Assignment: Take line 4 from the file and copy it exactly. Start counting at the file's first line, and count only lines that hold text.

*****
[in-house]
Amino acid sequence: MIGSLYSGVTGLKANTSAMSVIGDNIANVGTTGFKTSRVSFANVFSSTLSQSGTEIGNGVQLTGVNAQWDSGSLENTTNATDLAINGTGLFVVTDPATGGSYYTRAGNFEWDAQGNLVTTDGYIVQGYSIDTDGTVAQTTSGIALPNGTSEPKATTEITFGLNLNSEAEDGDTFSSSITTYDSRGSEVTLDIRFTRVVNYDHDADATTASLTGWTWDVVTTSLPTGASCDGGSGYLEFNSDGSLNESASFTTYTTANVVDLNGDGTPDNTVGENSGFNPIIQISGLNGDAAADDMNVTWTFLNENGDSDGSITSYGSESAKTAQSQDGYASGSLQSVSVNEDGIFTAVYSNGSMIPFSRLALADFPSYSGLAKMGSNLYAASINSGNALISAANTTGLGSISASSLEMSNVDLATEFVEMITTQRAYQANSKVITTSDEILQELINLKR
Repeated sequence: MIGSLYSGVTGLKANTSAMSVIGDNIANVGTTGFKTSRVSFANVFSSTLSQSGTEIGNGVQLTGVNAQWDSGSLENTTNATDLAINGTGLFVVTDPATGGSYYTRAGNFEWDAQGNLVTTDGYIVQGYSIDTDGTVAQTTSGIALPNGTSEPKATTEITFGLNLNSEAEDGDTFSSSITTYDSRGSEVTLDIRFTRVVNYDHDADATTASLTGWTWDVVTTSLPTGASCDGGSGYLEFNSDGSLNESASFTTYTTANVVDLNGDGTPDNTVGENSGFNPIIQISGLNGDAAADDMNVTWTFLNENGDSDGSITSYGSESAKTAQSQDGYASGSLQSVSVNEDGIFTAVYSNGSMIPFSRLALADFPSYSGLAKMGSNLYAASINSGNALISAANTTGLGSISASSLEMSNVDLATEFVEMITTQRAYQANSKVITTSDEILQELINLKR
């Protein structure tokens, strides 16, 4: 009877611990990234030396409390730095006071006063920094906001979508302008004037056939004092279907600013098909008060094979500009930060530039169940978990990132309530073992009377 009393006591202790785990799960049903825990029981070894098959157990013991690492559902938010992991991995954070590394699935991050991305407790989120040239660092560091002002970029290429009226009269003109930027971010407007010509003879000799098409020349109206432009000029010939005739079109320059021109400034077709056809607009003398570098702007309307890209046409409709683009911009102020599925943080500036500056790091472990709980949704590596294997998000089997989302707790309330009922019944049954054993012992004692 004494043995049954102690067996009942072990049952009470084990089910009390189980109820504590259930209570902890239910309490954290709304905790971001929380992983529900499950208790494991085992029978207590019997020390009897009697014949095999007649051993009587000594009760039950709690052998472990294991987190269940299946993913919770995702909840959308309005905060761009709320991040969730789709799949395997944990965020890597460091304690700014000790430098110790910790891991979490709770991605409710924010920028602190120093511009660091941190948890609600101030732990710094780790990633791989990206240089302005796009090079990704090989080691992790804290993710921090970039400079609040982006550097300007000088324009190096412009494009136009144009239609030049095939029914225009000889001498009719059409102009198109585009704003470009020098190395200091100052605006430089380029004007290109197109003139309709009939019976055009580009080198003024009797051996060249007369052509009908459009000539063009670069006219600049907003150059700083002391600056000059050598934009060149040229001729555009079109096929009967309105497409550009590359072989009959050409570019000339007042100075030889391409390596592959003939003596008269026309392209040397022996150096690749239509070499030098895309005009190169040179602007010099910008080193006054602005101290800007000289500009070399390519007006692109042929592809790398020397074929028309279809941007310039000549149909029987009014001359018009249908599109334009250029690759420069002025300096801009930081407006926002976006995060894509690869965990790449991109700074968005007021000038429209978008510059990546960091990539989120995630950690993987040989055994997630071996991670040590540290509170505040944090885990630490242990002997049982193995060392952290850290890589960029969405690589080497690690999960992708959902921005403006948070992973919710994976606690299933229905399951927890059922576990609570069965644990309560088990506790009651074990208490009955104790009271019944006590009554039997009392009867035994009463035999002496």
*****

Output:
């Protein structure tokens, strides 16, 4: 009877611990990234030396409390730095006071006063920094906001979508302008004037056939004092279907600013098909008060094979500009930060530039169940978990990132309530073992009377 009393006591202790785990799960049903825990029981070894098959157990013991690492559902938010992991991995954070590394699935991050991305407790989120040239660092560091002002970029290429009226009269003109930027971010407007010509003879000799098409020349109206432009000029010939005739079109320059021109400034077709056809607009003398570098702007309307890209046409409709683009911009102020599925943080500036500056790091472990709980949704590596294997998000089997989302707790309330009922019944049954054993012992004692 004494043995049954102690067996009942072990049952009470084990089910009390189980109820504590259930209570902890239910309490954290709304905790971001929380992983529900499950208790494991085992029978207590019997020390009897009697014949095999007649051993009587000594009760039950709690052998472990294991987190269940299946993913919770995702909840959308309005905060761009709320991040969730789709799949395997944990965020890597460091304690700014000790430098110790910790891991979490709770991605409710924010920028602190120093511009660091941190948890609600101030732990710094780790990633791989990206240089302005796009090079990704090989080691992790804290993710921090970039400079609040982006550097300007000088324009190096412009494009136009144009239609030049095939029914225009000889001498009719059409102009198109585009704003470009020098190395200091100052605006430089380029004007290109197109003139309709009939019976055009580009080198003024009797051996060249007369052509009908459009000539063009670069006219600049907003150059700083002391600056000059050598934009060149040229001729555009079109096929009967309105497409550009590359072989009959050409570019000339007042100075030889391409390596592959003939003596008269026309392209040397022996150096690749239509070499030098895309005009190169040179602007010099910008080193006054602005101290800007000289500009070399390519007006692109042929592809790398020397074929028309279809941007310039000549149909029987009014001359018009249908599109334009250029690759420069002025300096801009930081407006926002976006995060894509690869965990790449991109700074968005007021000038429209978008510059990546960091990539989120995630950690993987040989055994997630071996991670040590540290509170505040944090885990630490242990002997049982193995060392952290850290890589960029969405690589080497690690999960992708959902921005403006948070992973919710994976606690299933229905399951927890059922576990609570069965644990309560088990506790009651074990208490009955104790009271019944006590009554039997009392009867035994009463035999002496």